Progressive Muscle Relaxation

Progressive muscle relaxation (PMR) deeply relaxes your body and counters the effects of stress. This stress management technique is a relaxation exercise that systematically tenses and relaxes muscles.

How often do you hear someone tell you, “Just relax”? It may be the dentist when you tense in fear, or the suggestion from a colleague or family member as you express your work or home frustrations?

Many people tell us to relax but never tell us how to do it.

Progressive muscle relaxation is a technique that was developed by Dr Jacobson in the 1920’s.

This technique counters the fight or flight response by activating the relaxation response.

PMR does this by tensing and relaxing various muscle groups while maintaining the rest of the body in a state of relaxation.

Jacobson found that initial activation of a muscle group then allowed greater relaxation of that group compared to simple relaxation without the initial activation.

Getting to the Cause of Stress

To control stress you need to know your causes of stress and stress symptoms.

Fill out our stress causes diary and get objective information on your stress signature today!

PMR works by tensing a muscle group for 5-10 seconds and then letting the muscle group relax completely for 20-30 seconds.

Try to concentrate on tensing and then relaxing the muscle group completely.

Review the directions below to guide yourself through the progressive muscle relaxation exercise.

One of the most common mistakes that beginners make is that they proceed too quickly. The entire process should take 20-25 minutes.

Overview of the basic PMR technique

  1. Sit in a comfortable chair or lie down.
  2. Separately tense each muscle group for about 5 seconds.

    A good way to do this is to say to yourself “Tense, tense, tense” when tensing your muscles as you breathe in.

  3. Release the tension slowly for about 20 seconds.
  4. A good way to do this is to say to yourself slowly “Relax and let go, Relax and let go, Relax and let go” as you breathe out.

  5. The advantage of using these cue words is that when progressive muscle relaxation is mastered, thinking of these cue words triggers the relaxation response.

Stress and Health

Stress and health are closely connected. Too much stress for too long can lead to fatigue and burnout.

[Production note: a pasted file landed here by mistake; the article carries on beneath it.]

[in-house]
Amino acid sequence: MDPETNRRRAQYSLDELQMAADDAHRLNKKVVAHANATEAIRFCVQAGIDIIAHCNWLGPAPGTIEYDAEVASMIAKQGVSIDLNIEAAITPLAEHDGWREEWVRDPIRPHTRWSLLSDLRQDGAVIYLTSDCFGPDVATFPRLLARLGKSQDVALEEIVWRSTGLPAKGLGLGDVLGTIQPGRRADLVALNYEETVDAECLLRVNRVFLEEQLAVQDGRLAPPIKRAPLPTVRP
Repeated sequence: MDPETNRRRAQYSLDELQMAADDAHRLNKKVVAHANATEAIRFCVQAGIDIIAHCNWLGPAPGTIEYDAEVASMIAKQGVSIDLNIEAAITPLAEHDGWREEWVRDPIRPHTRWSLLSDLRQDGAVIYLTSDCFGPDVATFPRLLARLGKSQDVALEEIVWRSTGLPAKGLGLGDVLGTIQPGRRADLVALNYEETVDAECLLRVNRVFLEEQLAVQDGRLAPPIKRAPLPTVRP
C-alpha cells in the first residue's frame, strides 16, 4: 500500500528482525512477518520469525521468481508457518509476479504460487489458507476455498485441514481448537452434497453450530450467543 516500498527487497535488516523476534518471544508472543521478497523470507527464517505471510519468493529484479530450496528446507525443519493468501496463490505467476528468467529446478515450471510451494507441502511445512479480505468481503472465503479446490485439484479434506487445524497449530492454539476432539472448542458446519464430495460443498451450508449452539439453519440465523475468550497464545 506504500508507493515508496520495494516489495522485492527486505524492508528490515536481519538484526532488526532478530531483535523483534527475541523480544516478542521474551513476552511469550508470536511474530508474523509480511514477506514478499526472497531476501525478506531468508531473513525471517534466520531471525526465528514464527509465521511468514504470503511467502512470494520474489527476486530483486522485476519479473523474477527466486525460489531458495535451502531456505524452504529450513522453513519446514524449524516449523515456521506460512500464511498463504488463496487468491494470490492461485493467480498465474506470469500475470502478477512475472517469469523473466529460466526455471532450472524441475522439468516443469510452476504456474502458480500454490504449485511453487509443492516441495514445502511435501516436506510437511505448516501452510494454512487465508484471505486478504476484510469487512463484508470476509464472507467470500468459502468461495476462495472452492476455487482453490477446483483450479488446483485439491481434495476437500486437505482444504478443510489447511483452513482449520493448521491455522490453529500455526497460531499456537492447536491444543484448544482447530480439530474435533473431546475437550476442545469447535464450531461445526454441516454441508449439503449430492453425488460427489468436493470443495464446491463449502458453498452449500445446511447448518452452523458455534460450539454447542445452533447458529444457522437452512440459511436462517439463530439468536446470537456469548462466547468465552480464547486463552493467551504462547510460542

Medical professionals estimate that 75-85% of illness is precipitated or aggravated by stress.

PMR is a stress management technique that counters the stress response.


PMR exercises

progressive muscle relaxation

  1. Face squeeze. Scrunch up your face by wrinkling your forehead, clenching your jaw, closing your eyes tightly for 5 seconds. Relax and let go completely for 20 seconds, allowing your facial muscles to smooth out. Do this twice.
  2. Front of neck squeeze. Gently push your head forward, slightly squeezing the front of your neck. Relax and let yourself release excess muscle tension for 20 seconds. Do this twice.
  3. Shoulder squeeze. Shrug your shoulders towards your ears. Relax and let yourself release excess muscle tension for 20 seconds. Do this twice.
  4. Arm squeeze. Curl your right arm up so that your hand approaches your shoulder. Flex your bicep for 5 seconds. Relax your right arm and relax completely for 20 seconds. The arm should rest on your leg or lap. Do this twice for the right arm and twice for the left arm.
  5. Arm side squeeze. Squeeze your right arm into the side of your body, as though squeezing a ball under your arm pit. Tense your right arm for 5 seconds. Relax your right arm and relax completely for 20 seconds. Do this twice for the right arm and twice for the left arm.
  6. Hand squeeze. Make a tight fist with your right hand for 5 seconds. Relax your right hand and relax completely for 20 seconds. Do this twice for the right hand and twice for the left hand.
  7. Chest and stomach squeeze. Gently tighten the chest and stomach in a way that is comfortable for you. Relax completely for 20 seconds. Do this twice.
  8. Back squeeze. Tighten the muscles in your back by either squeezing your shoulders together – as though you are scratching an itch, or by pushing your lower back into the chair. Tense for 5 seconds and then relax completely for 20 seconds. Do this twice.
  9. Buttock squeeze. Tighten the muscles in your buttocks for 5 seconds and then relax and go completely limp for 20 seconds. Do this twice.
  10. Upper leg squeeze. Tighten the muscles in your upper leg for 5 seconds and then relax completely for 20 seconds. Do this twice for each leg.
  11. Lower leg squeeze. Tighten the muscles in your lower leg for 5 seconds and then relax completely for 20 seconds. Do this twice for each leg.
  12. Foot squeeze. Tighten the muscles in your foot by either bringing your toes up as if to touch your knees, or by curling your toes under as if to touch the sole of your foot. Tense for 5 seconds and then relax completely for 20 seconds. Do this twice for each foot.

Progressive muscle relaxation deeply relaxes the body and counters the effects of stress.

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More stress management articles

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Definition of Stress: A Contemporary Stress Definition

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Biofeedback Techniques: Biofeedback Machines to Reduce Stress





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